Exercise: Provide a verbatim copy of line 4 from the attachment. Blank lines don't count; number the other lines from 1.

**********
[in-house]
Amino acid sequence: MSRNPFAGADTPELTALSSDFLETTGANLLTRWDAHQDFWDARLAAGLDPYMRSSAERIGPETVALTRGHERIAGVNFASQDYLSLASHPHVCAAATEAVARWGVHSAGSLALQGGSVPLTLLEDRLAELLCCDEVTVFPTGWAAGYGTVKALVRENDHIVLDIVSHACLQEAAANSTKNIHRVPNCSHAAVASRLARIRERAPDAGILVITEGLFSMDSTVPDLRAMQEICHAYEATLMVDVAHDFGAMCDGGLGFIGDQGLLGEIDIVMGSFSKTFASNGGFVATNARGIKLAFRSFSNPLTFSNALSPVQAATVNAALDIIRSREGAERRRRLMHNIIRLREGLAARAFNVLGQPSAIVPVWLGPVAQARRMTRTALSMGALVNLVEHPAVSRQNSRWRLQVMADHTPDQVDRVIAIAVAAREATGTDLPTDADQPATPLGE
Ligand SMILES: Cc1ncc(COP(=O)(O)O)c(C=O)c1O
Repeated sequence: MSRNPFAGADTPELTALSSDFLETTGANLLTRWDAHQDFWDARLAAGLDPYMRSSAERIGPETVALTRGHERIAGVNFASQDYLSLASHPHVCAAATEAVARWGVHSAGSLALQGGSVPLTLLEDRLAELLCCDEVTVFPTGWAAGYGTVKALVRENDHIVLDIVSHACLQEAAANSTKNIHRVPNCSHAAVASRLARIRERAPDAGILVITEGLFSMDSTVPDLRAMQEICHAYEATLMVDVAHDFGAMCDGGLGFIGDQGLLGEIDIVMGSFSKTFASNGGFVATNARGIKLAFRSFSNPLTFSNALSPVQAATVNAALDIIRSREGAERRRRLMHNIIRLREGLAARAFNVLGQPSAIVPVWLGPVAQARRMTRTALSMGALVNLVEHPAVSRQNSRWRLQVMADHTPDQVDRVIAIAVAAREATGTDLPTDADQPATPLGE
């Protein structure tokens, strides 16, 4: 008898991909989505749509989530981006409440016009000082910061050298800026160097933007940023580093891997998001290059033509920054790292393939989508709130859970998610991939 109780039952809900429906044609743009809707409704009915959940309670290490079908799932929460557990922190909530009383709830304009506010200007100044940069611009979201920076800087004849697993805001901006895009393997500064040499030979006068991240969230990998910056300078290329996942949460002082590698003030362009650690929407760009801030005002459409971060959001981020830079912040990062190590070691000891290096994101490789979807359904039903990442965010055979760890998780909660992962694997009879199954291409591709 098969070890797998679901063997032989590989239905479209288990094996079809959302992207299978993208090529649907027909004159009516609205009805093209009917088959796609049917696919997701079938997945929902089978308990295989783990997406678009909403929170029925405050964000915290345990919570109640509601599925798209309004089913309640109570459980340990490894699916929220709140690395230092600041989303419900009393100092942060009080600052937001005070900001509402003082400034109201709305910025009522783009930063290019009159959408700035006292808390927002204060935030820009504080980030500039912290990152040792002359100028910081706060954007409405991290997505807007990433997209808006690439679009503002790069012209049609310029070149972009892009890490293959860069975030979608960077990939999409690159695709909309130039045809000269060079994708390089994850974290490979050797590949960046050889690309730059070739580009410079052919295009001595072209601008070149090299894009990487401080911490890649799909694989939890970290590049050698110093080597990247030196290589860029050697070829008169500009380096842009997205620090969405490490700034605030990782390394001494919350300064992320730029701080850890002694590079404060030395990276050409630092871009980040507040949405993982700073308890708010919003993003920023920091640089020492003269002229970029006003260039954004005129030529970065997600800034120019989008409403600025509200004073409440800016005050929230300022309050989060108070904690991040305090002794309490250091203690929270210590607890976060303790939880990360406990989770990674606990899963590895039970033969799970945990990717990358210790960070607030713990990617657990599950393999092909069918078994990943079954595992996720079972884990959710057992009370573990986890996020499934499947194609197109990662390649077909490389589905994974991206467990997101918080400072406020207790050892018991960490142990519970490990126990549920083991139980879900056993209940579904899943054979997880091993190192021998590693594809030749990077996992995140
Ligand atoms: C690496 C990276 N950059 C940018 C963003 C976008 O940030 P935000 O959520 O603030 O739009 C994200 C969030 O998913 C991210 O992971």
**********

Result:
Repeated sequence: MSRNPFAGADTPELTALSSDFLETTGANLLTRWDAHQDFWDARLAAGLDPYMRSSAERIGPETVALTRGHERIAGVNFASQDYLSLASHPHVCAAATEAVARWGVHSAGSLALQGGSVPLTLLEDRLAELLCCDEVTVFPTGWAAGYGTVKALVRENDHIVLDIVSHACLQEAAANSTKNIHRVPNCSHAAVASRLARIRERAPDAGILVITEGLFSMDSTVPDLRAMQEICHAYEATLMVDVAHDFGAMCDGGLGFIGDQGLLGEIDIVMGSFSKTFASNGGFVATNARGIKLAFRSFSNPLTFSNALSPVQAATVNAALDIIRSREGAERRRRLMHNIIRLREGLAARAFNVLGQPSAIVPVWLGPVAQARRMTRTALSMGALVNLVEHPAVSRQNSRWRLQVMADHTPDQVDRVIAIAVAAREATGTDLPTDADQPATPLGE